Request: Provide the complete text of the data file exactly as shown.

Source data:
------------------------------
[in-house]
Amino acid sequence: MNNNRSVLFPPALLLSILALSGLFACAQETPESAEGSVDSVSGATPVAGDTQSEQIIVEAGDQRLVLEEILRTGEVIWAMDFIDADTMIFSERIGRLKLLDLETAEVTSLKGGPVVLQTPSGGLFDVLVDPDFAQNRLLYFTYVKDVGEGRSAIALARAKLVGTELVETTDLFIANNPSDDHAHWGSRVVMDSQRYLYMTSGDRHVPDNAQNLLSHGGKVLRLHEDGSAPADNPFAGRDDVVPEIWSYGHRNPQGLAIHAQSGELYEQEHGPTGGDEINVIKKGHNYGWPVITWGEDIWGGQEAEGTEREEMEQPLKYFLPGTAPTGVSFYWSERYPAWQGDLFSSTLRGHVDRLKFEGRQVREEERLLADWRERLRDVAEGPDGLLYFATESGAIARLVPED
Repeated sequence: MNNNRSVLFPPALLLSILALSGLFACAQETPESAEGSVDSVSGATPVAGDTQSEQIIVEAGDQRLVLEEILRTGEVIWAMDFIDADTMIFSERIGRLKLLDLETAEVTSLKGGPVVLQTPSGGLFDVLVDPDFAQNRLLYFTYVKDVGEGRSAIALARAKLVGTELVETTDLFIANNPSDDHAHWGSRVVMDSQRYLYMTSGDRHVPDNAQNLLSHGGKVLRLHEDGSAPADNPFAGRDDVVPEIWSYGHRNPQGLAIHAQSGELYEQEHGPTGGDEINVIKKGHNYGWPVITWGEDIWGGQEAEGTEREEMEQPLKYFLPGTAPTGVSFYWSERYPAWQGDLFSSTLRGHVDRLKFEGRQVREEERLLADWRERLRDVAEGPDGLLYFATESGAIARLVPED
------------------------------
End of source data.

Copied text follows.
[in-house]
Amino acid sequence: MNNNRSVLFPPALLLSILALSGLFACAQETPESAEGSVDSVSGATPVAGDTQSEQIIVEAGDQRLVLEEILRTGEVIWAMDFIDADTMIFSERIGRLKLLDLETAEVTSLKGGPVVLQTPSGGLFDVLVDPDFAQNRLLYFTYVKDVGEGRSAIALARAKLVGTELVETTDLFIANNPSDDHAHWGSRVVMDSQRYLYMTSGDRHVPDNAQNLLSHGGKVLRLHEDGSAPADNPFAGRDDVVPEIWSYGHRNPQGLAIHAQSGELYEQEHGPTGGDEINVIKKGHNYGWPVITWGEDIWGGQEAEGTEREEMEQPLKYFLPGTAPTGVSFYWSERYPAWQGDLFSSTLRGHVDRLKFEGRQVREEERLLADWRERLRDVAEGPDGLLYFATESGAIARLVPED
Repeated sequence: MNNNRSVLFPPALLLSILALSGLFACAQETPESAEGSVDSVSGATPVAGDTQSEQIIVEAGDQRLVLEEILRTGEVIWAMDFIDADTMIFSERIGRLKLLDLETAEVTSLKGGPVVLQTPSGGLFDVLVDPDFAQNRLLYFTYVKDVGEGRSAIALARAKLVGTELVETTDLFIANNPSDDHAHWGSRVVMDSQRYLYMTSGDRHVPDNAQNLLSHGGKVLRLHEDGSAPADNPFAGRDDVVPEIWSYGHRNPQGLAIHAQSGELYEQEHGPTGGDEINVIKKGHNYGWPVITWGEDIWGGQEAEGTEREEMEQPLKYFLPGTAPTGVSFYWSERYPAWQGDLFSSTLRGHVDRLKFEGRQVREEERLLADWRERLRDVAEGPDGLLYFATESGAIARLVPED